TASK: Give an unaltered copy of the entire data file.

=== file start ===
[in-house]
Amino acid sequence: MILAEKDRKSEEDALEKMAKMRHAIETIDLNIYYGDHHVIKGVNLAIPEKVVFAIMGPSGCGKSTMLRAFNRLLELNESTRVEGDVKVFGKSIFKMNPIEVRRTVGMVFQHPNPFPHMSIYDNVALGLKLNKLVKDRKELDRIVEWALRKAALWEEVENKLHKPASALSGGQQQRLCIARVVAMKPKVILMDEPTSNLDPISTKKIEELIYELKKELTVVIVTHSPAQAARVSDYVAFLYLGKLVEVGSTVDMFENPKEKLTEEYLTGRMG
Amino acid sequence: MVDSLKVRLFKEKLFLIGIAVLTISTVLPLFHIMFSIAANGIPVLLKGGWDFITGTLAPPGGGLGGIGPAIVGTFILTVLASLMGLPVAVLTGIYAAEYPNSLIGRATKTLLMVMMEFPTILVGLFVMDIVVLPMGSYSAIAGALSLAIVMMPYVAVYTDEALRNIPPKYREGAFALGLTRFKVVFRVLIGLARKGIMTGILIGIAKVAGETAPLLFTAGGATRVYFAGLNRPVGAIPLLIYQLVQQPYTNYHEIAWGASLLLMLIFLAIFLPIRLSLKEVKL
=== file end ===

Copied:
[in-house]
Amino acid sequence: MILAEKDRKSEEDALEKMAKMRHAIETIDLNIYYGDHHVIKGVNLAIPEKVVFAIMGPSGCGKSTMLRAFNRLLELNESTRVEGDVKVFGKSIFKMNPIEVRRTVGMVFQHPNPFPHMSIYDNVALGLKLNKLVKDRKELDRIVEWALRKAALWEEVENKLHKPASALSGGQQQRLCIARVVAMKPKVILMDEPTSNLDPISTKKIEELIYELKKELTVVIVTHSPAQAARVSDYVAFLYLGKLVEVGSTVDMFENPKEKLTEEYLTGRMG
Amino acid sequence: MVDSLKVRLFKEKLFLIGIAVLTISTVLPLFHIMFSIAANGIPVLLKGGWDFITGTLAPPGGGLGGIGPAIVGTFILTVLASLMGLPVAVLTGIYAAEYPNSLIGRATKTLLMVMMEFPTILVGLFVMDIVVLPMGSYSAIAGALSLAIVMMPYVAVYTDEALRNIPPKYREGAFALGLTRFKVVFRVLIGLARKGIMTGILIGIAKVAGETAPLLFTAGGATRVYFAGLNRPVGAIPLLIYQLVQQPYTNYHEIAWGASLLLMLIFLAIFLPIRLSLKEVKL